|Today? Happy kitten.|
Once upon a time there was a really great family. In this family there was a mom, a dad, and three beautiful little girls. What this family wanted more than anything was to see the world. Not on a vacation or from a hotel window, either. They wanted to live and work abroad. To experience new cultures and learn to speak new languages and eat questionable food. They wanted to do this as a family, so they could experience these things together and grow closer.
So they asked for the chance to do that. And then they waited.
They waited for a long time.
Then they waited some more and they prayed for some idea of what the hell to do next.
Then it happened. They would get to move to Indonesia. And they were like "WOO HOOO!!!! INDONESIA!!" and their friends and family were like: "Great! Please don't die in a tsunami or terrorist attack, mmkay? Because we love you very much." But nothing could dampen their enthusiasm, even subdued congratulations from constipated-looking friends who didn't get it.
And then, after 2 months of scurrying around preparing for their adventure - they were gone.
And we were sad because we missed them. But not too sad because we knew they were where they were supposed to be and we were happy for them. And we saw pictures of them doing amazing things and having adventures. And they were SO HAPPY. Sure, there were rough spots. And a little homesickness. But everything was working out better than they'd hoped.
And we all smiled to ourselves and started to get on with our lives.
Then a text message from Indonesia.
Ellen: "I found a lump. I went to the doctor. They say they can't do anything for me here. They're sending me back to the US for tests."
Ellen: "Tomorrow morning."
And my blood ran cold. Because my friend is 30 years old. And she has a family history of cancer. So my friend, with 12 hours to prepare, packed a bag and said goodbye to her three precious daughters and kissed her husband and got a plane. She had no idea what would come next or when she would see would them again.
She flew to California and stayed with her mom. And the doctors there confirmed her cancer. And she had surgery. And I wrote her a letter. And she was brave and all the people here that she left behind were terrified and cried a lot.
Then came some news.The pathology of her tumors was... Good. Better than they hoped. Her prognosis was... Good. A collective sigh of relief was heard. She would live. She would see her children again. We would not cry at her funeral. We would not watch her daughters grow up without her. We would not have to watch something unthinkably horrible unfold in front of us, helpless to stop it or make it better.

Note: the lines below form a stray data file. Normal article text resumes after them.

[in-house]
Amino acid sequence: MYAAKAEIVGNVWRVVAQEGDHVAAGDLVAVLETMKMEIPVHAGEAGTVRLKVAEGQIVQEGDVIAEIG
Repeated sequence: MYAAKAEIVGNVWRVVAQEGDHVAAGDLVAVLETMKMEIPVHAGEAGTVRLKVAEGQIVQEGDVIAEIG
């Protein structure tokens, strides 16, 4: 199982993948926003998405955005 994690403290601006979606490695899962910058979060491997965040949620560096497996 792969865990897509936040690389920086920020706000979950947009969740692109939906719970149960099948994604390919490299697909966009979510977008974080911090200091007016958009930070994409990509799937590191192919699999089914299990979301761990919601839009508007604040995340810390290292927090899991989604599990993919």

Thank you God Thank you God Thank you God. Thank you for letting her live.
Then came the choices. What should she do next? She asked her husband to come to California to help her figure that out. Would it be chemo and radiation? Would it be Tomoxifin? How many months would go by before she could go home? Before she could see her children again?
Then nothing. A week of nothing. Radio silence from Ellen. What's going on with her, anyway? Have you heard anything?
No chemo. I AM HOME. WE ARE HOME.
This is me surprising the girls.
|These photos were taken by Ellen's friend. Here is her blog Wanderlust and Wonder with lots more very cool photography.|
And I saw these pictures and I cried my little eyes out. I mean that. I CRIED LIKE A BABY. And when I looked at them again just now? I cried some more. Because she is mending! And she is home! Her home, where there are three little girls and a husband who need her and Tsumanis and terrorists and amazing food and a community of wonderful people (who banded together to take care of her family while she was gone), and adventures around every corner.
Thank you, Mommyland, for praying for her, for wishing her well, for holding me up while I panicked about losing my friend. Thank you, Ellen, for kicking breast cancer's ass like the tiny, hardcore ninja you are. I don't think any of us who love you could have handled it if we'd lost you. We need you here, even if here is 10,000 miles away.
And now, I will stop sniveling long enough to blow my nose. Sigh... Life is hard but life is good.
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